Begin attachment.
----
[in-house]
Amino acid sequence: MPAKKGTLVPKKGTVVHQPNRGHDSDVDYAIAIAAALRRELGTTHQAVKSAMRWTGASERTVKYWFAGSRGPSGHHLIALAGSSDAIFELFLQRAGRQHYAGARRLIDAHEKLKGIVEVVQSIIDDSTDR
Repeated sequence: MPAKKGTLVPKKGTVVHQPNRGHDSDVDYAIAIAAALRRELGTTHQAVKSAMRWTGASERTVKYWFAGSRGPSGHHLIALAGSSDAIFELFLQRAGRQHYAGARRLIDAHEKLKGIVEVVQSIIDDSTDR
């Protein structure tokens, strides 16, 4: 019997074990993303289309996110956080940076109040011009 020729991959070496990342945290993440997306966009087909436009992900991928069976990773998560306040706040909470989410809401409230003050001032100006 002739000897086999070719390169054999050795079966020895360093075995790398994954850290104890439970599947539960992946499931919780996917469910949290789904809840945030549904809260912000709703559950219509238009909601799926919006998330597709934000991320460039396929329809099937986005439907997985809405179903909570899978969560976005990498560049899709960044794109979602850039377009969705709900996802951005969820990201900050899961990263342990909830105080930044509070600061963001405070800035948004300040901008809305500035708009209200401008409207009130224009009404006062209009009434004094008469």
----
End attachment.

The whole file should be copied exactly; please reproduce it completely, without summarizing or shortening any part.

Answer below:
[in-house]
Amino acid sequence: MPAKKGTLVPKKGTVVHQPNRGHDSDVDYAIAIAAALRRELGTTHQAVKSAMRWTGASERTVKYWFAGSRGPSGHHLIALAGSSDAIFELFLQRAGRQHYAGARRLIDAHEKLKGIVEVVQSIIDDSTDR
Repeated sequence: MPAKKGTLVPKKGTVVHQPNRGHDSDVDYAIAIAAALRRELGTTHQAVKSAMRWTGASERTVKYWFAGSRGPSGHHLIALAGSSDAIFELFLQRAGRQHYAGARRLIDAHEKLKGIVEVVQSIIDDSTDR
């Protein structure tokens, strides 16, 4: 019997074990993303289309996110956080940076109040011009 020729991959070496990342945290993440997306966009087909436009992900991928069976990773998560306040706040909470989410809401409230003050001032100006 002739000897086999070719390169054999050795079966020895360093075995790398994954850290104890439970599947539960992946499931919780996917469910949290789904809840945030549904809260912000709703559950219509238009909601799926919006998330597709934000991320460039396929329809099937986005439907997985809405179903909570899978969560976005990498560049899709960044794109979602850039377009969705709900996802951005969820990201900050899961990263342990909830105080930044509070600061963001405070800035948004300040901008809305500035708009209200401008409207009130224009009404006062209009009434004094008469």